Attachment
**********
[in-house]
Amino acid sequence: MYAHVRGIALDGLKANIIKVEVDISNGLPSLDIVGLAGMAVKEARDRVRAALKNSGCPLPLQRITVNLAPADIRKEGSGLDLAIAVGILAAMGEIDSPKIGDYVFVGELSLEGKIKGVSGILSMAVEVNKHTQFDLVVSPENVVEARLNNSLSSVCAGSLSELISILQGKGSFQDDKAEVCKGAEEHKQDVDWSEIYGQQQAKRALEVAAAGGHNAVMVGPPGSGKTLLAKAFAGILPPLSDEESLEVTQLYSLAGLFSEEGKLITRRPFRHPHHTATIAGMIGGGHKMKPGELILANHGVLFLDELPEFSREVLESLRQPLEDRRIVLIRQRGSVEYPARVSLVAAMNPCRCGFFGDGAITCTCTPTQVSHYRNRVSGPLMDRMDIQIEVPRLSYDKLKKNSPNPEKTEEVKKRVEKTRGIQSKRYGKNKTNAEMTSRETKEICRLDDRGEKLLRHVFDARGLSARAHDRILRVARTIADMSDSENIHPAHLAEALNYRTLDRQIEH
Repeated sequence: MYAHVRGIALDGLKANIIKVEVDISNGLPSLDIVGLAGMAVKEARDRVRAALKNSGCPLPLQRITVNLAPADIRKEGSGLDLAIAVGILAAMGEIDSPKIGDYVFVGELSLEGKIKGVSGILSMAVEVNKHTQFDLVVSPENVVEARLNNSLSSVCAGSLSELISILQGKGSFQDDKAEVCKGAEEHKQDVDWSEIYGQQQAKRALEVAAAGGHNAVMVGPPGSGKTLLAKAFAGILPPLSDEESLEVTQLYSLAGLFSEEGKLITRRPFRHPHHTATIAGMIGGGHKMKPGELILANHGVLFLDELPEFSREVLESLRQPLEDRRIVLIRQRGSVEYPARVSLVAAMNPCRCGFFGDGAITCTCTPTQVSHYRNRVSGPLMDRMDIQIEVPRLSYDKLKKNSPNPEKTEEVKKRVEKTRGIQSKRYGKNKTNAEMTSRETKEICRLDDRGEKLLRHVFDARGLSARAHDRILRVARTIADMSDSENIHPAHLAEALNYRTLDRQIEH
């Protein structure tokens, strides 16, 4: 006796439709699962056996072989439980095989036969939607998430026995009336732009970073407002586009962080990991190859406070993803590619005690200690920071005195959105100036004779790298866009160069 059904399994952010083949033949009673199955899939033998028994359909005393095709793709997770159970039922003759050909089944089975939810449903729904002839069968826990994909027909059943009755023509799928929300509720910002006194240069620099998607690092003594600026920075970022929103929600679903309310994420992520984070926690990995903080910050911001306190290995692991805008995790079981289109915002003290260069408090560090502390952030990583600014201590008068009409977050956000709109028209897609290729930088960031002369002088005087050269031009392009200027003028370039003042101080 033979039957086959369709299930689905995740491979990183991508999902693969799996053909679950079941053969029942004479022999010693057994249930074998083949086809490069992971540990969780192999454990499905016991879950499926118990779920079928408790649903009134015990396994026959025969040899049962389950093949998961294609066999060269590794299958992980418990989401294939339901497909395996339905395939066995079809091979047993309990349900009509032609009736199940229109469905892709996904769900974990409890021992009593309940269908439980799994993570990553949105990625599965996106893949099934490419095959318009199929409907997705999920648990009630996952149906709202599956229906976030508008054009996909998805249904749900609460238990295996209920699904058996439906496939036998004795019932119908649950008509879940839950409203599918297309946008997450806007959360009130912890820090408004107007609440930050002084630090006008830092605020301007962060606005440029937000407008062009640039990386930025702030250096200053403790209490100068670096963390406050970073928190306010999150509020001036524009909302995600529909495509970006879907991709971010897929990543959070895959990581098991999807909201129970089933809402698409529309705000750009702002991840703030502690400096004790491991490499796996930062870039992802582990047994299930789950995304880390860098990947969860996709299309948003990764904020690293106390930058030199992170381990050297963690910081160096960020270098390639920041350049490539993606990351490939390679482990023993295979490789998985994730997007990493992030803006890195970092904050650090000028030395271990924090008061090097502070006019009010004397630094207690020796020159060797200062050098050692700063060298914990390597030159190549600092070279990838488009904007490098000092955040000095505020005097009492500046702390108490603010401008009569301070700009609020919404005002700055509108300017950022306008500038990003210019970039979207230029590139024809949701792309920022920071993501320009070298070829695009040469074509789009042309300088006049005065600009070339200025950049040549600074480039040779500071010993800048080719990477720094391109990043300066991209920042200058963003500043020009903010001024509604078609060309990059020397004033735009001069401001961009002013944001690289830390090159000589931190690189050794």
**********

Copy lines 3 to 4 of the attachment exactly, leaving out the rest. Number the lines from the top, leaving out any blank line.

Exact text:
Repeated sequence: MYAHVRGIALDGLKANIIKVEVDISNGLPSLDIVGLAGMAVKEARDRVRAALKNSGCPLPLQRITVNLAPADIRKEGSGLDLAIAVGILAAMGEIDSPKIGDYVFVGELSLEGKIKGVSGILSMAVEVNKHTQFDLVVSPENVVEARLNNSLSSVCAGSLSELISILQGKGSFQDDKAEVCKGAEEHKQDVDWSEIYGQQQAKRALEVAAAGGHNAVMVGPPGSGKTLLAKAFAGILPPLSDEESLEVTQLYSLAGLFSEEGKLITRRPFRHPHHTATIAGMIGGGHKMKPGELILANHGVLFLDELPEFSREVLESLRQPLEDRRIVLIRQRGSVEYPARVSLVAAMNPCRCGFFGDGAITCTCTPTQVSHYRNRVSGPLMDRMDIQIEVPRLSYDKLKKNSPNPEKTEEVKKRVEKTRGIQSKRYGKNKTNAEMTSRETKEICRLDDRGEKLLRHVFDARGLSARAHDRILRVARTIADMSDSENIHPAHLAEALNYRTLDRQIEH
């Protein structure tokens, strides 16, 4: 006796439709699962056996072989439980095989036969939607998430026995009336732009970073407002586009962080990991190859406070993803590619005690200690920071005195959105100036004779790298866009160069 059904399994952010083949033949009673199955899939033998028994359909005393095709793709997770159970039922003759050909089944089975939810449903729904002839069968826990994909027909059943009755023509799928929300509720910002006194240069620099998607690092003594600026920075970022929103929600679903309310994420992520984070926690990995903080910050911001306190290995692991805008995790079981289109915002003290260069408090560090502390952030990583600014201590008068009409977050956000709109028209897609290729930088960031002369002088005087050269031009392009200027003028370039003042101080 033979039957086959369709299930689905995740491979990183991508999902693969799996053909679950079941053969029942004479022999010693057994249930074998083949086809490069992971540990969780192999454990499905016991879950499926118990779920079928408790649903009134015990396994026959025969040899049962389950093949998961294609066999060269590794299958992980418990989401294939339901497909395996339905395939066995079809091979047993309990349900009509032609009736199940229109469905892709996904769900974990409890021992009593309940269908439980799994993570990553949105990625599965996106893949099934490419095959318009199929409907997705999920648990009630996952149906709202599956229906976030508008054009996909998805249904749900609460238990295996209920699904058996439906496939036998004795019932119908649950008509879940839950409203599918297309946008997450806007959360009130912890820090408004107007609440930050002084630090006008830092605020301007962060606005440029937000407008062009640039990386930025702030250096200053403790209490100068670096963390406050970073928190306010999150509020001036524009909302995600529909495509970006879907991709971010897929990543959070895959990581098991999807909201129970089933809402698409529309705000750009702002991840703030502690400096004790491991490499796996930062870039992802582990047994299930789950995304880390860098990947969860996709299309948003990764904020690293106390930058030199992170381990050297963690910081160096960020270098390639920041350049490539993606990351490939390679482990023993295979490789998985994730997007990493992030803006890195970092904050650090000028030395271990924090008061090097502070006019009010004397630094207690020796020159060797200062050098050692700063060298914990390597030159190549600092070279990838488009904007490098000092955040000095505020005097009492500046702390108490603010401008009569301070700009609020919404005002700055509108300017950022306008500038990003210019970039979207230029590139024809949701792309920022920071993501320009070298070829695009040469074509789009042309300088006049005065600009070339200025950049040549600074480039040779500071010993800048080719990477720094391109990043300066991209920042200058963003500043020009903010001024509604078609060309990059020397004033735009001069401001961009002013944001690289830390090159000589931190690189050794």